The Baby Peakbagger: Exploring Mount Rainier National Park with my Daughter

In this piece from Mountaineer magazine, Karl Themer discusses the 15 peaks he summited with his young daughter in Mount Rainier National Park.
Karl Themer Karl Themer
Climb & Scramble Leader
April 23, 2019

When most people think of Mount Rainier National Park, they think of the park’s namesake peak, a towering 14,441-foot stratovolcano that’s famous the world over. But Washington State’s iconic mountain only scratches the surfaces of the area’s summit possibilities. Longtime Mountaineers Gene Yore and Mickey Eisenberg identified the 100 peaks surrounding Rainier and set about climbing these lesser-known gems. Gene, who took on the challenge at age 72, overcame cardiac arrest and a broken femur on his way to reaching all 100 peaks.

Their journey inspired a book, Guide to 100 Peaks at Mount Rainier, which provides routes descriptions, tracks, and maps to the summits they reached. Most of the peaks are scrambles, a few are climbs, and 15 are hikes.

Each year, Gene and Mickey host an event to celebrate folks on their quest to complete all or part of the list. Medallions are awarded to those who check off various benchmarks. Some are climbers, some are scramblers, and some are hikers – all are welcome. That being said, the group had never welcomed a four-year-old into their ranks until Karl Themer and his daughter Vera came along. Here’s their story:

My love for Mount Rainier National Park began long before the birth of my daughter. For many years I explored the area, often seeking new climbing and hiking challenges. I scrambled up peaks, enjoyed climbs on Little Tahoma, and summited the “big one” – Rainier – by a variety of routes. About five years ago I discovered Guide to 100 Peaks at Mount Rainier by Gene Yore and Mickey Eisenberg. Their book stirred my imagination with new Rainier possibilities, many of which I’d never heard of before. I started ticking off more peaks in 2013 with an eye to one day finishing the whole list, or at least half of it.

The next year my wife Mia and I welcomed our daughter Vera into the world, and suddenly the pursuit of larger outdoor adventures was on hold. Mia and I both enjoy exploring the wild places of Washington and beyond – a passion we wanted share with our daughter. But with a newborn we had to be more selective with our outdoor trips, so I started looking for activities we could safely enjoy together.

I was looking at the 100 Peaks book one day when I realized that not only were 15 of those summits attained by hiking trails, many of them were reasonably close to a trailhead. That summer I convinced my wife that I could bring Vera to those summits with me. I had a new project and a great reason to buy new outdoor gear, namely a child carrier (or two).

Karl, his wife Mia, and their daughter Vera pose in front of Mount Rainier.

The first summer we attempted only the shortest hikes, all of them starting at the park’s Sunrise area. We also limited our adventures to fair-weather conditions. Hiking with an infant requires a certain amount of preparation and precaution. I used a carrier, which can be worn on the chest or the back with a head cover. I always wore a jacket that was large enough to close around the bundle with the zipper shut to keep out the wind when it picked up. And of course, we had to carry diaper supplies and extra hats and clothes. Vera would often sleep while I walked at a steady rhythm, and we quickly learned to keep an eye out for fallen booties and gloves.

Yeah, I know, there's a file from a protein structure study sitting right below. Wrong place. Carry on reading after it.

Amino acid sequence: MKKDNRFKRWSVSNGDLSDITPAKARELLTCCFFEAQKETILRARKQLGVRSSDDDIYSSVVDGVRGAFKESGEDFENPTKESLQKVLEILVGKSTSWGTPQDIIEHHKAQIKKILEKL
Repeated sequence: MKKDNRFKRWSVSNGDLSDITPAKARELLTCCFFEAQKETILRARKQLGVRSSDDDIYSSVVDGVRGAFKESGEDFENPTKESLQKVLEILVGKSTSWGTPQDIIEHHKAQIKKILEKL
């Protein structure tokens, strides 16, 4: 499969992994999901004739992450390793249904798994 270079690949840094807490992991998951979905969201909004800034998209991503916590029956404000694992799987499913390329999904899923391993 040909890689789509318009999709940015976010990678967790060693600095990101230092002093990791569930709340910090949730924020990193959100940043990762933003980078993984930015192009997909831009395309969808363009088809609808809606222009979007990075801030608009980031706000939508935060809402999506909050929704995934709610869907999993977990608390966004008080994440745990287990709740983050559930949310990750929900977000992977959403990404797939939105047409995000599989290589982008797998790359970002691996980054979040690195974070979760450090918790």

We saw grouse en route to Brown Peak and watched a hungry ground squirrel on the way to Mount Fremont; we strolled through Grand Park and picnicked below Skyscraper Mountain; we ran the ridge between Antler and Dege Peaks. By the end of the year, we had five summits under our belt.

The next summer Vera was one and a half. She could sit up in a backpack carrier and enjoy longer outings. She could also hike some of the distance herself, often multiple short segments ranging from a quarter to half a mile. A lot of patience is required when walking with a little one; we made frequent stops to examine rocks, sticks, pinecones, holes in the ground, and anything else at eye-level for a toddler. This was also the summer we took her on her first backpacking trip. Aurora Peak is too far from the trailhead to do in one day with a child, so we pushed a jogging stroller up the Westside Road for four miles before hiking to a camp on the Puyallup River. The next day she waded in St. Andrews Lake before continuing to the top of Aurora Peak. We spent another night by the swollen river before hiking out. Vera enjoyed the tenting experience and has since hiked to many more lakes for an overnight stay. We enjoyed expansive views from Crystal Peak, visited the lookouts on Shriner Peak and Gobblers Knob, trudged up Bearhead Mountain with friends, and passed throngs of tourists before tagging all three tops of Burroughs Mountain. We reached another eight of the hiking summits that year, bringing our total to 13.